The power law applies to sales/distribution. One sales method is likely to work far better than any other. Rather than trying a little of everything (which will get you nothing), find and focus on the method that exceeds all others in its returns.

Startups fail more often because of poor distribution than because they have a bad product. Getting the right channel to work is the key to a successful business.

Complex Sales

One way to know how to sell your product is the complex sale. Some of the most valuable tech products (like Palantir’s software) require complex sales totaling seven figures or more.

(Shortform note: a complex sale is a business-to-business sale that involves multiple stakeholders in a company, takes considerable time to negotiate and finalize, is potentially high risk for the buyer, and involves a lot of money. Read more about complex versus traditional selling in the Shortform summary of The Challenger Sale.)

The CEO, rather than a vice president of sales or a sales rep, needs to personally handle the sale and negotiation if the deal is worth $1 million to $100 million. You might only make a sale like this once a year, and you need to follow up during the installation and provide ongoing service and maintenance.

Knowing how to sell a product matters. Companies engaging in complex sales need to achieve 50% to 100% year-over-year growth over 10 years in order to succeed. This will seem small for entrepreneurs envisioning exponential growth for their companies. But it takes time to build the customer relationships necessary for complex sales to succeed. A new customer won’t sign a deal far exceeding your previous deals. You’ll need a track record and customer references you can build on to achieve bigger deals.

Traditional Sales

Many sales don’t reach the complex level. Those ranging from $10,000 to $100,000 won’t require the CEO’s involvement. To handle most sales, you need a process for getting your product in front of a wide audience at a reasonable cost. This is another valuable way to understand how to sell your product.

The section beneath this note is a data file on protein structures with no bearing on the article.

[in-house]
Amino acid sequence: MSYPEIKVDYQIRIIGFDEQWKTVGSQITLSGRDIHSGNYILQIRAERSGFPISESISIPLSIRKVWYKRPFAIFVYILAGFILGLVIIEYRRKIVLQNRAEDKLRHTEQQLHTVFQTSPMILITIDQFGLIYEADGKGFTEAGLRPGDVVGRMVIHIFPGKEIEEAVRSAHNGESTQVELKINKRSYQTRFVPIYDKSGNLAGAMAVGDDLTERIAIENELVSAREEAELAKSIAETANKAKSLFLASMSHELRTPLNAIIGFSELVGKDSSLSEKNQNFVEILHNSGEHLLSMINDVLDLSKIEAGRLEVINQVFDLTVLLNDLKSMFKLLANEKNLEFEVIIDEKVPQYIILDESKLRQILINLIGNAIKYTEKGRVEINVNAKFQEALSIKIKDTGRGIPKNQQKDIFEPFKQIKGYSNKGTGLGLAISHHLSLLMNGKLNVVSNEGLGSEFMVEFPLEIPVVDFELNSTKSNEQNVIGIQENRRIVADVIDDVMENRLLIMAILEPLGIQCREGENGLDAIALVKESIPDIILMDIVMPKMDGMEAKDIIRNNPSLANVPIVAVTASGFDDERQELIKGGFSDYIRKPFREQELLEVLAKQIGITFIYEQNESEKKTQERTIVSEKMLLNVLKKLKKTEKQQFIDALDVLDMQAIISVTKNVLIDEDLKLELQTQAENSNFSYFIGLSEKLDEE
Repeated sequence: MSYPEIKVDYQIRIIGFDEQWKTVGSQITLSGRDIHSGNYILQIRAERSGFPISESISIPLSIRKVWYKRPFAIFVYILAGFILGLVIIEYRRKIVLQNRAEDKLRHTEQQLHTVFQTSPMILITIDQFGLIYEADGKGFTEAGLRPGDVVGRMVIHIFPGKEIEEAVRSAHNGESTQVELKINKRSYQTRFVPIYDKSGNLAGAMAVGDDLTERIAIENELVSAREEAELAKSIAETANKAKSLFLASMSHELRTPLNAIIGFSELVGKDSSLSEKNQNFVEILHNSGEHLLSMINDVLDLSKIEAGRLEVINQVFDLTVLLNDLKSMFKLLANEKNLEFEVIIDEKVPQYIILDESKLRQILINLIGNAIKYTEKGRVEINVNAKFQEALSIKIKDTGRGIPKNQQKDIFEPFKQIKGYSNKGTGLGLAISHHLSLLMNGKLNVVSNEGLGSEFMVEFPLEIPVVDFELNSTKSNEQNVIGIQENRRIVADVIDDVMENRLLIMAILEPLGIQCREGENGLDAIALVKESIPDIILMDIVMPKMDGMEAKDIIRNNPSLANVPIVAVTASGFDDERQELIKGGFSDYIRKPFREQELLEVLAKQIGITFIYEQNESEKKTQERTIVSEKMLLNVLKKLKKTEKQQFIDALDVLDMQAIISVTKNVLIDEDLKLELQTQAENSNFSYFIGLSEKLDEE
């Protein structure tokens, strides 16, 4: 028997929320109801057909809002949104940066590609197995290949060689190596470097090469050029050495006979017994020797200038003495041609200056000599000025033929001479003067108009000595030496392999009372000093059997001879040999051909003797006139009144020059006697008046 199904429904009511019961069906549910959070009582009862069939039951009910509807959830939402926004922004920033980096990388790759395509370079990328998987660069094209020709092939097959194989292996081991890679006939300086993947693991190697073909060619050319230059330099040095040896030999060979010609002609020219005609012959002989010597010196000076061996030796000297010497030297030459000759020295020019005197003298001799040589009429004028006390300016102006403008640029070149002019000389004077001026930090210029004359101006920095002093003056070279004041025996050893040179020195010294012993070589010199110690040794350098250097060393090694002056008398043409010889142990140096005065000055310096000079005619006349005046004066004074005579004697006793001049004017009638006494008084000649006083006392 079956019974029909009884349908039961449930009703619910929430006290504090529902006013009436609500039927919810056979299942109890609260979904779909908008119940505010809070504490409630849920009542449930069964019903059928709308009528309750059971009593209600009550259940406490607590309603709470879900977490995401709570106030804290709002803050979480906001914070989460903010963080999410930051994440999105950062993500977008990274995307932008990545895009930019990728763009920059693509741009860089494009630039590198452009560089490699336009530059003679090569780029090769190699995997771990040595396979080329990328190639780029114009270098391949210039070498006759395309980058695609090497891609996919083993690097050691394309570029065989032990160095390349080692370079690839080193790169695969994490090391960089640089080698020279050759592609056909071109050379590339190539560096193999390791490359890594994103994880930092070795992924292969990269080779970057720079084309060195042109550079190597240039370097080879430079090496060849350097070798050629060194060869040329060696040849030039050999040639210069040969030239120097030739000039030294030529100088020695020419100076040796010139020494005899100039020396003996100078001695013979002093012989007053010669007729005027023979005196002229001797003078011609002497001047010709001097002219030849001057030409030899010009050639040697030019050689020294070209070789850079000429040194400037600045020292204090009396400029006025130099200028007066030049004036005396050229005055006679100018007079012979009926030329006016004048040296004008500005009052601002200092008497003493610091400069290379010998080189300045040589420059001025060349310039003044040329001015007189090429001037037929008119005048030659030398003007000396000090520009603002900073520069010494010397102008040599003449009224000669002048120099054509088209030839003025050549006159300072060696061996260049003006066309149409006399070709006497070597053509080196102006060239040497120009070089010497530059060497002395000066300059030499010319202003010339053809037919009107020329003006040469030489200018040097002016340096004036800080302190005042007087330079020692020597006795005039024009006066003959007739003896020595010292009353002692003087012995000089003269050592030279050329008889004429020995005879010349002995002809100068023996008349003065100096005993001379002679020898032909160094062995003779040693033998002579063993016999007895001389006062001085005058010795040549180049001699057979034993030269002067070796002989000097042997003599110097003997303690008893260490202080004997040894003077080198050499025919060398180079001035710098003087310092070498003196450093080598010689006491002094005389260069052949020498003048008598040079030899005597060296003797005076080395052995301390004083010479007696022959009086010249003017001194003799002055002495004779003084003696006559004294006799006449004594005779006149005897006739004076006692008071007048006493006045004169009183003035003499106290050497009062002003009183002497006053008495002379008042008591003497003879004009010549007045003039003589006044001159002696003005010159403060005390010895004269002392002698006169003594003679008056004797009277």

Sometimes a traditional approach that starts small with a sales rep is an effective strategy. For example in 2008, Box, a startup selling cloud storage, struggled to sell its storage solution at a time when people didn’t understand cloud storage or realize they needed it. Box’s sales reps started meeting with small groups of users who had storage issues and expanded from there. For instance, they sold a small account to the Stanford University Sleep Clinic. Ultimately, the university started offering a Box account to all students and faculty. 

The key to sales success for Box was to start small rather than attempting a complex sales approach with top university officials, where it would have been tough to get a foot in the door.

Sometimes the product itself can be a kind of sales tool. For example, ZocDoc is a platform that allows people to schedule medical appointments online. When doctors subscribe for a monthly fee, their patients can use the service. The company uses an army of sales reps to recruit doctors to join. 

However, there’s a network effect that increases sales as well. The greater the number of doctors who join, the more valuable the service is to consumers/patients—and the greater the number of patients who use it, the more valuable it is to doctors in saving them money and time.

As you develop your business plan, you can learn how to sell your product and make profits for your startup.

How to Sell Your Product: Peter Thiel’s Advice for Startups

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Here's what you'll find in our full Zero To One summary :

  • Why some companies genuinely move the world forward when most don't
  • How to build a company that becomes a monopoly (and why monopolies aren't bad)
  • Silicon Valley secrets to selling products and building rockstar teams

Carrie Cabral

Carrie has been reading and writing for as long as she can remember, and has always been open to reading anything put in front of her. She wrote her first short story at the age of six, about a lost dog who meets animal friends on his journey home. Surprisingly, it was never picked up by any major publishers, but did spark her passion for books. Carrie worked in book publishing for several years before getting an MFA in Creative Writing. She especially loves literary fiction, historical fiction, and social, cultural, and historical nonfiction that gets into the weeds of daily life.

One thought on “How to Sell Your Product: Peter Thiel’s Advice for Startups

  • December 10, 2020 at 3:00 pm

    Hello, I have such an amazing idea I have patented but struggling with being able to get it out into the Market. I was hoping someone that may be able to have Mr. Peter Thiel contact me. Maybe we can do some Buisness together.

    Thank you,
    Isidro Gonzales